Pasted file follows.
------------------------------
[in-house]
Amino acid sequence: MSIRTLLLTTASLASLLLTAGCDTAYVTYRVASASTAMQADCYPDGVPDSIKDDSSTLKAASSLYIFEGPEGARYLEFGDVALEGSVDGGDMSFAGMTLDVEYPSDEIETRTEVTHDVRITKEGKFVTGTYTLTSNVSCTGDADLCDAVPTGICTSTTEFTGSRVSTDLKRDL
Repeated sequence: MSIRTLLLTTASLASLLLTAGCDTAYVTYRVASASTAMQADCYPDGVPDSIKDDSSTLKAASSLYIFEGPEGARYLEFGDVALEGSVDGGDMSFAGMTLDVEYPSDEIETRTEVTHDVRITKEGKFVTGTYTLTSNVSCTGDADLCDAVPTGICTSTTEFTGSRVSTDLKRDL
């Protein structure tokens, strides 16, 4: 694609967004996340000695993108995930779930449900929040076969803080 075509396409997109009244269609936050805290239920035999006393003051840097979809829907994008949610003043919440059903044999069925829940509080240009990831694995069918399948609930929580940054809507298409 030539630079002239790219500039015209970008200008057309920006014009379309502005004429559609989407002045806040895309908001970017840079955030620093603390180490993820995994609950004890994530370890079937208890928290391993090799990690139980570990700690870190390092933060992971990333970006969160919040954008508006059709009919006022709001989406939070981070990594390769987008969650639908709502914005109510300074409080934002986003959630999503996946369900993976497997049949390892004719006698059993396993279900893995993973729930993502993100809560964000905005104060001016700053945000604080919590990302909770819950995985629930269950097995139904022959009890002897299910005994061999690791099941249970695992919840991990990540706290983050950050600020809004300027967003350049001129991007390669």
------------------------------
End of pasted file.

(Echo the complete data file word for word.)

[in-house]
Amino acid sequence: MSIRTLLLTTASLASLLLTAGCDTAYVTYRVASASTAMQADCYPDGVPDSIKDDSSTLKAASSLYIFEGPEGARYLEFGDVALEGSVDGGDMSFAGMTLDVEYPSDEIETRTEVTHDVRITKEGKFVTGTYTLTSNVSCTGDADLCDAVPTGICTSTTEFTGSRVSTDLKRDL
Repeated sequence: MSIRTLLLTTASLASLLLTAGCDTAYVTYRVASASTAMQADCYPDGVPDSIKDDSSTLKAASSLYIFEGPEGARYLEFGDVALEGSVDGGDMSFAGMTLDVEYPSDEIETRTEVTHDVRITKEGKFVTGTYTLTSNVSCTGDADLCDAVPTGICTSTTEFTGSRVSTDLKRDL
């Protein structure tokens, strides 16, 4: 694609967004996340000695993108995930779930449900929040076969803080 075509396409997109009244269609936050805290239920035999006393003051840097979809829907994008949610003043919440059903044999069925829940509080240009990831694995069918399948609930929580940054809507298409 030539630079002239790219500039015209970008200008057309920006014009379309502005004429559609989407002045806040895309908001970017840079955030620093603390180490993820995994609950004890994530370890079937208890928290391993090799990690139980570990700690870190390092933060992971990333970006969160919040954008508006059709009919006022709001989406939070981070990594390769987008969650639908709502914005109510300074409080934002986003959630999503996946369900993976497997049949390892004719006698059993396993279900893995993973729930993502993100809560964000905005104060001016700053945000604080919590990302909770819950995985629930269950097995139904022959009890002897299910005994061999690791099941249970695992919840991990990540706290983050950050600020809004300027967003350049001129991007390669």